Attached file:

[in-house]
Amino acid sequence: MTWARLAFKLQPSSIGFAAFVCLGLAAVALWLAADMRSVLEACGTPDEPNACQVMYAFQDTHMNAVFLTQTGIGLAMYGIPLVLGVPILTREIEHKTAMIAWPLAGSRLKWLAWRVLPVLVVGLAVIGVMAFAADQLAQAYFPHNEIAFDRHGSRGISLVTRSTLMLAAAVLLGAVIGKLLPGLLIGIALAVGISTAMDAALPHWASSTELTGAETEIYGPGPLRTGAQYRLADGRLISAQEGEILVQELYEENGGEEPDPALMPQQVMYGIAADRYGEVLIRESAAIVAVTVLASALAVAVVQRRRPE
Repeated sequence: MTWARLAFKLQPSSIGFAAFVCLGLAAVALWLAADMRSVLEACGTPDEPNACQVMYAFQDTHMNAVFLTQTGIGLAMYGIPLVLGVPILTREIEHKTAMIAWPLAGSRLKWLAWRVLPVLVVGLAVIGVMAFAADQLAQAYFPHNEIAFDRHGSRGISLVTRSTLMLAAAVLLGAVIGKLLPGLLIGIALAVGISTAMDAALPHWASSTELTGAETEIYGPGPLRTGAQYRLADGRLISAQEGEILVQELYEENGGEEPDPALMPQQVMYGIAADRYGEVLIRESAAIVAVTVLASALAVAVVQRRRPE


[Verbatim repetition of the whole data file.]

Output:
[in-house]
Amino acid sequence: MTWARLAFKLQPSSIGFAAFVCLGLAAVALWLAADMRSVLEACGTPDEPNACQVMYAFQDTHMNAVFLTQTGIGLAMYGIPLVLGVPILTREIEHKTAMIAWPLAGSRLKWLAWRVLPVLVVGLAVIGVMAFAADQLAQAYFPHNEIAFDRHGSRGISLVTRSTLMLAAAVLLGAVIGKLLPGLLIGIALAVGISTAMDAALPHWASSTELTGAETEIYGPGPLRTGAQYRLADGRLISAQEGEILVQELYEENGGEEPDPALMPQQVMYGIAADRYGEVLIRESAAIVAVTVLASALAVAVVQRRRPE
Repeated sequence: MTWARLAFKLQPSSIGFAAFVCLGLAAVALWLAADMRSVLEACGTPDEPNACQVMYAFQDTHMNAVFLTQTGIGLAMYGIPLVLGVPILTREIEHKTAMIAWPLAGSRLKWLAWRVLPVLVVGLAVIGVMAFAADQLAQAYFPHNEIAFDRHGSRGISLVTRSTLMLAAAVLLGAVIGKLLPGLLIGIALAVGISTAMDAALPHWASSTELTGAETEIYGPGPLRTGAQYRLADGRLISAQEGEILVQELYEENGGEEPDPALMPQQVMYGIAADRYGEVLIRESAAIVAVTVLASALAVAVVQRRRPE